The illustration itself is food for thought. Walker describes it:
The bottomless void, in this metaphor, represents the essential unpredictability of the reckless or distracted motorist (there only needs to be one) combined with the destructive potential of their machine. The sidewalk is a narrow ledge on the edge of extreme danger. Crossing the street, even with a crosswalk, works when it works, but the rickety bridge perfectly captures the inherent risk...
Walker notes that if this were in a national park, they would have put up safety railings. "We tolerate this level of danger only for well-warned hikers in deep wilderness, and for almost everyone who ventures into the city without a car."
It's true. The idea of crossing the street on the rickety bridge is a good analogy; the only thing missing is a Balrog chasing you from behind.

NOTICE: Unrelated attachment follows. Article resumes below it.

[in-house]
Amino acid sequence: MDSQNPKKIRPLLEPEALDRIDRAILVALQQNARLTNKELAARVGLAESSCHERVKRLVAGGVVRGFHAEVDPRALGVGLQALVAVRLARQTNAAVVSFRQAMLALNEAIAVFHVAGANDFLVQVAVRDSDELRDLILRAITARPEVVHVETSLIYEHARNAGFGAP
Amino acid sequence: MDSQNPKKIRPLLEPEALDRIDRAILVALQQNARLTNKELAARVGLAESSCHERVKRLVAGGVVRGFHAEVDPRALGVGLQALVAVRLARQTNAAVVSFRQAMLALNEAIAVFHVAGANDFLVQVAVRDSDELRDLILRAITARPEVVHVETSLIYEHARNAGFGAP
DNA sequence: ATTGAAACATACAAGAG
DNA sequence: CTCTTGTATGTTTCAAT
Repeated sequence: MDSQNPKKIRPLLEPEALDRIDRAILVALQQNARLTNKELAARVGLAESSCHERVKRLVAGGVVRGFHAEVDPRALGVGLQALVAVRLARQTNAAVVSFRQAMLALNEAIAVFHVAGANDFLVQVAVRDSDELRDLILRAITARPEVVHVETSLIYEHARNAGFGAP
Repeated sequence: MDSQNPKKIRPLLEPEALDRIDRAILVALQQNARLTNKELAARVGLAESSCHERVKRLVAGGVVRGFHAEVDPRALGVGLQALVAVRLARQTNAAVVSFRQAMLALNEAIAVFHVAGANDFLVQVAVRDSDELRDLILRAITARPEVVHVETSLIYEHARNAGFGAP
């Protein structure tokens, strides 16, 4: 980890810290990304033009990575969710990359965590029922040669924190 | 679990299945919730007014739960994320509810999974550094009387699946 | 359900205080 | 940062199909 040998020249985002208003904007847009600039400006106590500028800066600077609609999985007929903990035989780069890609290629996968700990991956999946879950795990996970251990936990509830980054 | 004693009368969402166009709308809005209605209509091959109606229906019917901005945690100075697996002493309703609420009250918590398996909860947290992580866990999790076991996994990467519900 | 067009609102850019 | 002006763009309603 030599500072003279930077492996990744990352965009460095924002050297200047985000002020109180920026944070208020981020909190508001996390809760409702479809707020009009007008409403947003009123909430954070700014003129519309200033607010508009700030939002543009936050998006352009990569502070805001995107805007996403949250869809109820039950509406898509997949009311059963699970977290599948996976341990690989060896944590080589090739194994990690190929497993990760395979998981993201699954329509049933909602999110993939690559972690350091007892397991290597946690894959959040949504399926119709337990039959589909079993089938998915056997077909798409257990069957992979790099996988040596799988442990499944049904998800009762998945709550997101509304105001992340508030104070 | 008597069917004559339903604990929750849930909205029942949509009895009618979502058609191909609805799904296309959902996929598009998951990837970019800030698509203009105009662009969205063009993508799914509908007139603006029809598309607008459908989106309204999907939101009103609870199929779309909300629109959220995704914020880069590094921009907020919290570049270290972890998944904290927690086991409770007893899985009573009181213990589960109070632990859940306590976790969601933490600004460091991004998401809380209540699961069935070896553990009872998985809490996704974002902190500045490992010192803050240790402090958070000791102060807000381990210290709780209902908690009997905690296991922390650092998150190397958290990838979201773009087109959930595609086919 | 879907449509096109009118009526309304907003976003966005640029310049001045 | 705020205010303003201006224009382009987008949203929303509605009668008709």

Walker credits the image to Claes Tingvall, the Director of Traffic Safety at the Swedish National Road Administration; in fact it was drawn by Swedish artist Karl Jilg, commissioned by Tingvall's organization.
Tingvall is one of the creators of the concept of Vision Zero, now the vogue in New York City and an anathema to the War on the Car people, because Tingvall describes Vision Zero this way:
Some thought that perhaps it was a strange idea. Many didn’t understand it, because they saw it as a figure. Yes, the goal is zero, but that’s impossible. We said, it’s a mindset not a figure. In essence, what you’re saying is that you go from a situation where safety is a trade-off with mobility, to a situation where you say that life and health are paramount in the road transport system.
God forbid that the life and health of cyclists and pedestrians matter more than how fast people get to work.